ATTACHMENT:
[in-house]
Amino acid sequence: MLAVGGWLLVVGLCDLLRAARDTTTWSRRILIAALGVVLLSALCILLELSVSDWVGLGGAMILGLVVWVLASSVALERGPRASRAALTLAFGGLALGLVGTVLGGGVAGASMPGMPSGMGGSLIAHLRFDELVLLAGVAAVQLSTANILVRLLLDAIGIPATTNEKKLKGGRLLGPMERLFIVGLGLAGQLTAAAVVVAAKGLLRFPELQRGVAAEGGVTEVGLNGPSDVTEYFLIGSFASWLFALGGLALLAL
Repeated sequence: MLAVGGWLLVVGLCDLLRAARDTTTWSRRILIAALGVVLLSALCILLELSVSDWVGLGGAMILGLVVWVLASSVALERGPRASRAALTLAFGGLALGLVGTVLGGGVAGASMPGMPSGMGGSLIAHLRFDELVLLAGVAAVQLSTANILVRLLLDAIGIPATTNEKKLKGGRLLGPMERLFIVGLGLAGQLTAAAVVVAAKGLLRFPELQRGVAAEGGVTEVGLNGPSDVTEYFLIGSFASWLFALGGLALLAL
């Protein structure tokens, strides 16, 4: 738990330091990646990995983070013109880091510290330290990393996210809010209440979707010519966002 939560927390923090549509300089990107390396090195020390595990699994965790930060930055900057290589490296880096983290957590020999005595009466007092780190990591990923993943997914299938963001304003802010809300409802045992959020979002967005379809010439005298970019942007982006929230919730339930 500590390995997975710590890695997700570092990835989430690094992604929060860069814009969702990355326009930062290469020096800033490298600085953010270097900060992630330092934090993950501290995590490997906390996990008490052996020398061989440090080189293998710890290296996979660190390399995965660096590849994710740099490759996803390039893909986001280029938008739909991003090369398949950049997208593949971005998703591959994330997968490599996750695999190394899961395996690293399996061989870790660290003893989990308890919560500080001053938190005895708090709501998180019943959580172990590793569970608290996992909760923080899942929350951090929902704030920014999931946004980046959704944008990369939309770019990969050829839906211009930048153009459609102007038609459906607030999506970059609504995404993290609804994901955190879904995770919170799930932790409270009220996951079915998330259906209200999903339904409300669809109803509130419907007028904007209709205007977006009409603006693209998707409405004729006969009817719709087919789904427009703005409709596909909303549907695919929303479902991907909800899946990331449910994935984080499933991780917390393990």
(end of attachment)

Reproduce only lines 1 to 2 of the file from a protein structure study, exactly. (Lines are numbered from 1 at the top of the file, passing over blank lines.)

[in-house]
Amino acid sequence: MLAVGGWLLVVGLCDLLRAARDTTTWSRRILIAALGVVLLSALCILLELSVSDWVGLGGAMILGLVVWVLASSVALERGPRASRAALTLAFGGLALGLVGTVLGGGVAGASMPGMPSGMGGSLIAHLRFDELVLLAGVAAVQLSTANILVRLLLDAIGIPATTNEKKLKGGRLLGPMERLFIVGLGLAGQLTAAAVVVAAKGLLRFPELQRGVAAEGGVTEVGLNGPSDVTEYFLIGSFASWLFALGGLALLAL